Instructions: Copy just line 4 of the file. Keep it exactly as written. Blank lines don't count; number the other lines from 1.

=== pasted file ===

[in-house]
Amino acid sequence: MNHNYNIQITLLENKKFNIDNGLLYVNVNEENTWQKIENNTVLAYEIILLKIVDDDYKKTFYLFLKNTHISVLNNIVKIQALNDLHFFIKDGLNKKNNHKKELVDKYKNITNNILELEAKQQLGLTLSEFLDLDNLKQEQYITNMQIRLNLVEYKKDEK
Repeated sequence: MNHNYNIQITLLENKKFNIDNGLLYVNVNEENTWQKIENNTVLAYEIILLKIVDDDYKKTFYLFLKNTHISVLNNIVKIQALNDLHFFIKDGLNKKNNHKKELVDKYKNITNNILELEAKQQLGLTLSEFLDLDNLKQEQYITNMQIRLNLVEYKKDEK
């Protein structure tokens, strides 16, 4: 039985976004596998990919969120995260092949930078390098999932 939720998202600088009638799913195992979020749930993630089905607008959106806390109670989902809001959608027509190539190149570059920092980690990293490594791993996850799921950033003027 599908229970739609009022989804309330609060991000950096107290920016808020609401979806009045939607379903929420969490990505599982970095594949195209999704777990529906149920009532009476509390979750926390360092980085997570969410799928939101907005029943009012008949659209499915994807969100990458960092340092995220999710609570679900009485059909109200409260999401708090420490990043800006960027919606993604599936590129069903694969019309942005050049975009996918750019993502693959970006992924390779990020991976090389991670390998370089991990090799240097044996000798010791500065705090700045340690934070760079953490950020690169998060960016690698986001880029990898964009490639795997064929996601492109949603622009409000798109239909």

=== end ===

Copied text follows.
């Protein structure tokens, strides 16, 4: 039985976004596998990919969120995260092949930078390098999932 939720998202600088009638799913195992979020749930993630089905607008959106806390109670989902809001959608027509190539190149570059920092980690990293490594791993996850799921950033003027 599908229970739609009022989804309330609060991000950096107290920016808020609401979806009045939607379903929420969490990505599982970095594949195209999704777990529906149920009532009476509390979750926390360092980085997570969410799928939101907005029943009012008949659209499915994807969100990458960092340092995220999710609570679900009485059909109200409260999401708090420490990043800006960027919606993604599936590129069903694969019309942005050049975009996918750019993502693959970006992924390779990020991976090389991670390998370089991990090799240097044996000798010791500065705090700045340690934070760079953490950020690169998060960016690698986001880029990898964009490639795997064929996601492109949603622009409000798109239909």